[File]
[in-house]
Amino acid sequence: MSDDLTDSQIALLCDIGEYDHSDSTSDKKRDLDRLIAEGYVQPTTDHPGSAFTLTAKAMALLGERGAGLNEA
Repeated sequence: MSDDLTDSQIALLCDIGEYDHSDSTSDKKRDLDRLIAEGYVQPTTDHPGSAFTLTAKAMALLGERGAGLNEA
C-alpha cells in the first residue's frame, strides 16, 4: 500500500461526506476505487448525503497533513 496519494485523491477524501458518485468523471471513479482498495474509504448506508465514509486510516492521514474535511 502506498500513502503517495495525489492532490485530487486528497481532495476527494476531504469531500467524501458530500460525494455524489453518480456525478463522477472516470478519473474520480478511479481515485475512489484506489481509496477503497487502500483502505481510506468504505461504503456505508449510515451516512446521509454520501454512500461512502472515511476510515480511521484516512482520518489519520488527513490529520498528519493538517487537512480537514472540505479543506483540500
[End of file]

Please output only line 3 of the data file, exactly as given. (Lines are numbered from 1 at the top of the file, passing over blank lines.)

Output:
Repeated sequence: MSDDLTDSQIALLCDIGEYDHSDSTSDKKRDLDRLIAEGYVQPTTDHPGSAFTLTAKAMALLGERGAGLNEA